Just encountered this interesting flight on FlightRadar24:

USAF Flight JAKE17

From the path, it looks like it may have "violated", or let's say, been to, russian airspace. Even if not, one has to wonder what kind of mission was performed up there. If it is a spy mission, I would expect the flight to keep the transponder turned off for a longer time?

So, main question is: Is this track inside russian airspace? Bonus question: Any idea what kind of mission takes you up there?

EDIT: Clarification: I do not mean the landmass the aircraft is visibly flying over. That is Norway, I know :-) I meant the proximity to russian islands and the "vector" where transponder info is starting at - but yes, all outside the 12-mile-zone, as I now learnt.

  • 2
    $\begingroup$ OpenStreetMap shows national waters/airspace boundaries (12 NM) as magenta lines. $\endgroup$
    – Bianfable
    Sep 19 at 15:17
  • $\begingroup$ Was this a round-trip track starting and ending at the location of the red airplane icon for JAKE17? Or is this showing the end of the track in Norway and the beginning of the track off the big island on the right? $\endgroup$
    – JBH
    Sep 21 at 15:58
  • $\begingroup$ @JBH The crew seems to have turned on the transponder only where the line starts (or maybe that's where the FR24 coverage starts), and they were still in the air at the time of the screenshot and going southwards. Tracked them for a while (as they were heading roughly in my direction :-)), but not sure at which airbase they eventually landed. $\endgroup$ Sep 22 at 16:20

3 Answers 3


Are you possibly thinking that the landmass that the aircraft is flying over is Russian territory? It is actually flying over Norway. In the image below I colored in green the border between Russia and Norway, and in red the border between Russia and Finland.

Russia Norway border

The closest that it got to Russian landmass appears to be about 28 nautical miles (32 miles, 52 km). As mentioned in another answer to your question the limit is 12 nautical miles. And as mentioned in a comment by @Bianfable, OpenStreetMap shows this boundary. Openstreetmaps

  • 4
    $\begingroup$ As I love Norway, I am very well aware of that country's borders ;-) But yes, I massively overestimated the 12-mile-zone size, and did not think about checking with OpenStreetMap. $\endgroup$ Sep 21 at 15:03

Given the scale, that is far outside the 12 mile limit.

What mission? RC-135W Rivet Joint is for monitoring electronic traffic. https://www.af.mil/About-Us/Fact-Sheets/Display/Article/104608/rc-135vw-rivet-joint/

From Wikipedia: "Stated objectives include broadcasting a clear signal that the US, and thus NATO, is aware of Russian movements in the area of operations."


And regarding the "awareness", we can frequently see on FR24 other ISR platforms over eastern Poland and Romania. Rivet Joint, JSTARS, AWACS. Tankers to keep them fueled. As well as Global Hawk doing laps over the Black Sea.

What we don't see are all the fighters up there with them. F-15/16/22/35/Typhoon/Eurofighter.

  • $\begingroup$ Yep, I also frequently see the aircrafts in the mentioned areas, but well, this is a little bit off course here, isn't it? This is why I was also wondering about the mission profile. $\endgroup$ Sep 21 at 15:05
  • $\begingroup$ This is not the first time I've seen -135RWs up there, on a similar path. $\endgroup$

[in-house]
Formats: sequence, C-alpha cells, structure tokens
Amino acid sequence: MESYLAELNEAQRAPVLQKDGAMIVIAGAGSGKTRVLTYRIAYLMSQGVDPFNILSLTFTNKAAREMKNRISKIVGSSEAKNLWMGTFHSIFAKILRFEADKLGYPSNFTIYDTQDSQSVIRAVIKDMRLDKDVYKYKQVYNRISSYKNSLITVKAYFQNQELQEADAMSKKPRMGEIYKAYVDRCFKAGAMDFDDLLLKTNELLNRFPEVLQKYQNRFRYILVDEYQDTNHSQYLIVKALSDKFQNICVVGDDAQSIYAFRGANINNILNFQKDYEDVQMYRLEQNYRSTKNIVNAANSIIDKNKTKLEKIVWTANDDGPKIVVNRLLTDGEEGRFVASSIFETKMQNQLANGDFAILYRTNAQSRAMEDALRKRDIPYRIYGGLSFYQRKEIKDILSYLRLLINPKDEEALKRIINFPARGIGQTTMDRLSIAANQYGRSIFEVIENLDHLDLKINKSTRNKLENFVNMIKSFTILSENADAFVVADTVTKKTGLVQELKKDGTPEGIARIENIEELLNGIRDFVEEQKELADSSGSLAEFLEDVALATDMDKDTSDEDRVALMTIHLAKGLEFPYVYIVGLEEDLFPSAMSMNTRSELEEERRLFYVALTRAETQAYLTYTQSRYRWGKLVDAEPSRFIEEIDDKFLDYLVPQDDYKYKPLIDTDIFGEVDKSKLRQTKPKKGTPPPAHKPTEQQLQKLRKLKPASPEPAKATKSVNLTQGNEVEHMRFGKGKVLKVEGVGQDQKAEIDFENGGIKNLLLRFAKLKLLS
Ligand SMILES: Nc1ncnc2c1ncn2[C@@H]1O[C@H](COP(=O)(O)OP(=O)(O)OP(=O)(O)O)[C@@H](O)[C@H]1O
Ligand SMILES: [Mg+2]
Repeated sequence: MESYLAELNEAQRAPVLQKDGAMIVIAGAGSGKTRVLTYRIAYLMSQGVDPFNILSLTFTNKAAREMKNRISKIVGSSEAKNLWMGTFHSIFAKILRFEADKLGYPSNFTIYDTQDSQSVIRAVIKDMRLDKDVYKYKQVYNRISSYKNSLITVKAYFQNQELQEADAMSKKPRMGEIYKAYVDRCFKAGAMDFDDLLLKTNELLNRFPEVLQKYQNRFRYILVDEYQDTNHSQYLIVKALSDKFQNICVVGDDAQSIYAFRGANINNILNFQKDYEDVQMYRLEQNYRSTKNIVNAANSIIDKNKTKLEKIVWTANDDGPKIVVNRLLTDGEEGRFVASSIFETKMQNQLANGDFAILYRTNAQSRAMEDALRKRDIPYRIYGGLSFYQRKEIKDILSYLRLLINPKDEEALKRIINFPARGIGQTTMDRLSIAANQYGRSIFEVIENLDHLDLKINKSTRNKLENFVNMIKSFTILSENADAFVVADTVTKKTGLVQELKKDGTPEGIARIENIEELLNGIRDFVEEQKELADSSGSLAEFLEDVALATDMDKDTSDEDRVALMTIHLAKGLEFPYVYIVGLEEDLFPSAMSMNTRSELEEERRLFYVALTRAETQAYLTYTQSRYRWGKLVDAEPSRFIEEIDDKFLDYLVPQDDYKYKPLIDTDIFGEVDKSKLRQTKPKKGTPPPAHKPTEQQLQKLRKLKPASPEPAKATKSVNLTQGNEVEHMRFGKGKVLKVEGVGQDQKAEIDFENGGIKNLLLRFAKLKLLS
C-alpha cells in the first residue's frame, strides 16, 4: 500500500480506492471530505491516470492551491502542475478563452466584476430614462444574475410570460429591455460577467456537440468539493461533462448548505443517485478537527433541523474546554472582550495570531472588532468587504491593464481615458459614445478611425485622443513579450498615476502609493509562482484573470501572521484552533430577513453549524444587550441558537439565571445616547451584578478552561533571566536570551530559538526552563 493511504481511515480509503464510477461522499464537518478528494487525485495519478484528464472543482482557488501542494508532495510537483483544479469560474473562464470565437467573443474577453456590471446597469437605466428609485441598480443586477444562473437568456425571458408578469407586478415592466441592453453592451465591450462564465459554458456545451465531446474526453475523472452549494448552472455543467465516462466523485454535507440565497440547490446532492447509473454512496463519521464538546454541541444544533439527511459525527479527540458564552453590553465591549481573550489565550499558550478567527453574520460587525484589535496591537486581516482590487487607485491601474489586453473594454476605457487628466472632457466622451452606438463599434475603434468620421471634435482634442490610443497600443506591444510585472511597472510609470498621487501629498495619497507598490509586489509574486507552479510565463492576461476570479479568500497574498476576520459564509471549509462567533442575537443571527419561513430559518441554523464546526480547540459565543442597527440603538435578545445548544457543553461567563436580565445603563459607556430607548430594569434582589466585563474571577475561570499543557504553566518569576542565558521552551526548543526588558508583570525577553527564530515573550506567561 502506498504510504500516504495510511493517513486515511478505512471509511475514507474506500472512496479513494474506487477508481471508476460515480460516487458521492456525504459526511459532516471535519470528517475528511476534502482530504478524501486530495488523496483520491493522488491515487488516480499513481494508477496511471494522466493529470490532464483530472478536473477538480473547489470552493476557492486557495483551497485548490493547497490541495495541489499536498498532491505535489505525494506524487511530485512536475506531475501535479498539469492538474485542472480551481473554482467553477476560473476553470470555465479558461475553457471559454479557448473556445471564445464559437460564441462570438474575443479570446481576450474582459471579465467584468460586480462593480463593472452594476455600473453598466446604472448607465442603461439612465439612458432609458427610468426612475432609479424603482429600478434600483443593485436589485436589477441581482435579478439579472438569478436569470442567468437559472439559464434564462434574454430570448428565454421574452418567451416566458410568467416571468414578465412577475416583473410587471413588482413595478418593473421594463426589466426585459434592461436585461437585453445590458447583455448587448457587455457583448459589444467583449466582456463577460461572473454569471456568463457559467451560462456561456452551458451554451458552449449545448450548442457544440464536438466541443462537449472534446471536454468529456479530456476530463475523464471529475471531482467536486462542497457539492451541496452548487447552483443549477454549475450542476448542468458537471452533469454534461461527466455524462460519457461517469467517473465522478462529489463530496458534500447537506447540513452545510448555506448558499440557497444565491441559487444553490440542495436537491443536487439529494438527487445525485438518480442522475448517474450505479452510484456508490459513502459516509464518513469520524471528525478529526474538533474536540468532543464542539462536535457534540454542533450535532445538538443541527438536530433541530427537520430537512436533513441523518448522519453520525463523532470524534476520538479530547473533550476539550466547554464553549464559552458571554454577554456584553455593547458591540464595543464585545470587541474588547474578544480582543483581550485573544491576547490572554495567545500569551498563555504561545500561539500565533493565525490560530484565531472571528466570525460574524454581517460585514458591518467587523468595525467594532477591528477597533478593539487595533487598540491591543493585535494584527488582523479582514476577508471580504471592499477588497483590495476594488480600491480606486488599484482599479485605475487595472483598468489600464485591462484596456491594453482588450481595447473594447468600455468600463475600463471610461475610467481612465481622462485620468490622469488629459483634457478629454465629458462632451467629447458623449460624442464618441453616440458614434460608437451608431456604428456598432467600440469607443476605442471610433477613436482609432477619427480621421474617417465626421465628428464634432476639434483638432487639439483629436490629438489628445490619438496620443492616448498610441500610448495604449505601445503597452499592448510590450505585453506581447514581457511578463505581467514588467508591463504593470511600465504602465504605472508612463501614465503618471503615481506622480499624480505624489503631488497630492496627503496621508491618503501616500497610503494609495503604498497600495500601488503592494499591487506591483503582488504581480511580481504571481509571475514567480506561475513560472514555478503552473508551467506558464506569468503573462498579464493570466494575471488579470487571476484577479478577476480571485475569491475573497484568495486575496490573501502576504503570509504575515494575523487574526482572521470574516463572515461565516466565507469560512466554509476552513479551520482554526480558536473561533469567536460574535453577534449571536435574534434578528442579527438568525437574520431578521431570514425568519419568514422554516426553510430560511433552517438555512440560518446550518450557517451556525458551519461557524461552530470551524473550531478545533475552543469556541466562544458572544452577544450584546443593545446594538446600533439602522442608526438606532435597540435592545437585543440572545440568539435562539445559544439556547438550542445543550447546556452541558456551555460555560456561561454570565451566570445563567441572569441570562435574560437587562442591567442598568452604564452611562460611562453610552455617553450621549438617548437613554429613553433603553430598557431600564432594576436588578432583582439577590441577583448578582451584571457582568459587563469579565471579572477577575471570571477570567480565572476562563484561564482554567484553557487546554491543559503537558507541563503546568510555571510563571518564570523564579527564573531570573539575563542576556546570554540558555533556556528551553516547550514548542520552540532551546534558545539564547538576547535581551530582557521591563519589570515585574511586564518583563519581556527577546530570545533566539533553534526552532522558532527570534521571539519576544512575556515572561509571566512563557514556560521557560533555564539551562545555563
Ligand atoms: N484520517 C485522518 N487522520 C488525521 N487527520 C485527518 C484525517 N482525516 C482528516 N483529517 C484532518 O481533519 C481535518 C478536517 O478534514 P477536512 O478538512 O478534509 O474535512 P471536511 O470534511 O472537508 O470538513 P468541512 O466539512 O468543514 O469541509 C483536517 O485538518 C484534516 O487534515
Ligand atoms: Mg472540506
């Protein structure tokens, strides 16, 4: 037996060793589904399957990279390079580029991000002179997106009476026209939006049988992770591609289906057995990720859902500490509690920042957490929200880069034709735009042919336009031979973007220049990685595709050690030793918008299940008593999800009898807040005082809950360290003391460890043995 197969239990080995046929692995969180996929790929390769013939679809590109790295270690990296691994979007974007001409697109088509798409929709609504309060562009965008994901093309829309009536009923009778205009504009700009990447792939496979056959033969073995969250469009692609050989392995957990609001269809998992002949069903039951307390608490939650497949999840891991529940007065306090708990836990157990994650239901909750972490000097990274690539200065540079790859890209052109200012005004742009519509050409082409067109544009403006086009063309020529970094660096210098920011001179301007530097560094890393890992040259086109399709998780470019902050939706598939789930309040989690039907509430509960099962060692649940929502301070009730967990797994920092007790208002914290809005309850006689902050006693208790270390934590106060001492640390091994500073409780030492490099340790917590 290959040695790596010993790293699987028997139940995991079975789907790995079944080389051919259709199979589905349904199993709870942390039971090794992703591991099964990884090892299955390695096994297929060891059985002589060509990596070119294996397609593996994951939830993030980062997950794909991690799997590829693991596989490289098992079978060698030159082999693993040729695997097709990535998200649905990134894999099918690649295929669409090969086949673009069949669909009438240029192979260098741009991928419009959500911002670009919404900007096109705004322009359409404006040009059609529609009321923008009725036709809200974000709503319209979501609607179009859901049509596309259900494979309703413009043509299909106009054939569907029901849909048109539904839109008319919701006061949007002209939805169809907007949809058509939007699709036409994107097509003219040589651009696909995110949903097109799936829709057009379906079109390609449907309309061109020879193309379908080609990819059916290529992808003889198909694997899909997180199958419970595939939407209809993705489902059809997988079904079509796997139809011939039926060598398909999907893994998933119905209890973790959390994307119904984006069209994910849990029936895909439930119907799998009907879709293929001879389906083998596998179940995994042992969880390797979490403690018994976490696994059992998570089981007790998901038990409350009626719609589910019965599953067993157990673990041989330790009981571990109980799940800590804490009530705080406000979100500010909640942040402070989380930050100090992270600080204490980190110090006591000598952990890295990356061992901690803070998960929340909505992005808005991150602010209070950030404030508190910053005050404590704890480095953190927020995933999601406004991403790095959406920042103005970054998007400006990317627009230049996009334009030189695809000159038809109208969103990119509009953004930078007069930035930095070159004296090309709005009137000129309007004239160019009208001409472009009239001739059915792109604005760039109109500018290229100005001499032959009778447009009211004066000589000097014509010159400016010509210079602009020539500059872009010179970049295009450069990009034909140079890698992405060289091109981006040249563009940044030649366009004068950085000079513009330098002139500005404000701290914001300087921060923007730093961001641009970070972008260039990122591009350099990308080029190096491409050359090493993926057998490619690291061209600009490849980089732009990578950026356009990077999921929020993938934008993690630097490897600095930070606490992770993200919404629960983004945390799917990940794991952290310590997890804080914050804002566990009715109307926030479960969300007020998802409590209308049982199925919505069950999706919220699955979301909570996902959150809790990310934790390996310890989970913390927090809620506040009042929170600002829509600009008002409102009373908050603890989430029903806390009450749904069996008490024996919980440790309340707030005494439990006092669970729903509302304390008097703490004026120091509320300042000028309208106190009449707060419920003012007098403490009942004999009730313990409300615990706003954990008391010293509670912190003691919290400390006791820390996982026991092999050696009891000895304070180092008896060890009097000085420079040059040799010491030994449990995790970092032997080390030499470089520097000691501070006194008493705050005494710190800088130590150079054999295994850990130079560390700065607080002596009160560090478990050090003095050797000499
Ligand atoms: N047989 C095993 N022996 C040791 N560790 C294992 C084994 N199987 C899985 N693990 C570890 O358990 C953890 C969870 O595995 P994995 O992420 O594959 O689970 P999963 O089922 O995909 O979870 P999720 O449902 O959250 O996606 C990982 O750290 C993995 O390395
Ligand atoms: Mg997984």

– WPNSGuy
    Sep 21 at 15:20

Do not mix the exclusive economical zone (EEZ, 200 NM) and the sovereign area. The aircraft has been in the EEZ, not in the sovereign area (12 NM) of the Russian Federation.


Yes the aircraft crossed the border of the Russian Federation EEZ. The EEZ extends up to 200 NM from the coastline (even further if there is a continental shelf continuity; Russian Federation tried to use this possibility to extend its EEZ up to the Svalbard archipelago, but it's now resolved).

enter image description here

Surce: Wikmedia.

However the airspace over the EEZ is not a sovereign airspace, in fact its entirely free for aircraft.

Sovereign airspace definition

Sovereignty over airspace is limited to 12 NM from the coastline according to Chicago and UNCLOS conventions. UNCLOS defines the limit of the territorial seas, and the Chicago convention states the airspace over territorial seas is sovereign:

diagram showing extent of air/sea sovereignty etc

Source: ICAO.

Obviously the flight path is not close to this limit at any time.

ADIZ, need to be identified

Unlike the US, the Russian Federation has no official air defense identification zones (the ADIZ concept, which is not part of any international treaty). It means overflying aircraft have no obligation to identify themselves unless they want to enter the sovereign airspace.

EEZ vs sovereign airspace confusion

The EEZ defines important economic rights for activities from the sea surface. However UNCLOS does not grant any right on the airspace over the EEZ (art. 57, 58 and 78). In particular the EEZ adds no restriction for overflying, aircraft are granted all of the rights defined for high sea areas (the seas beyond the EEZ). E.g.:

In the exclusive economic zone, all States, whether coastal or land-locked, enjoy, subject to the relevant provisions of this Convention, the freedoms referred to in article 87 of navigation and overflight and of the laying of submarine cables and pipelines, and other internationally lawful uses of the sea [...]

This confusion seems to be pervasive in the media which often report the "violation" of Taiwanese airspace by China, while these flights are entirely lawful in the EEZ (ignoring the ADIZ which is another topic) as long as the 12 NM national airspace is respected (assuming Taiwan is sovereign, which is indeed disputed).


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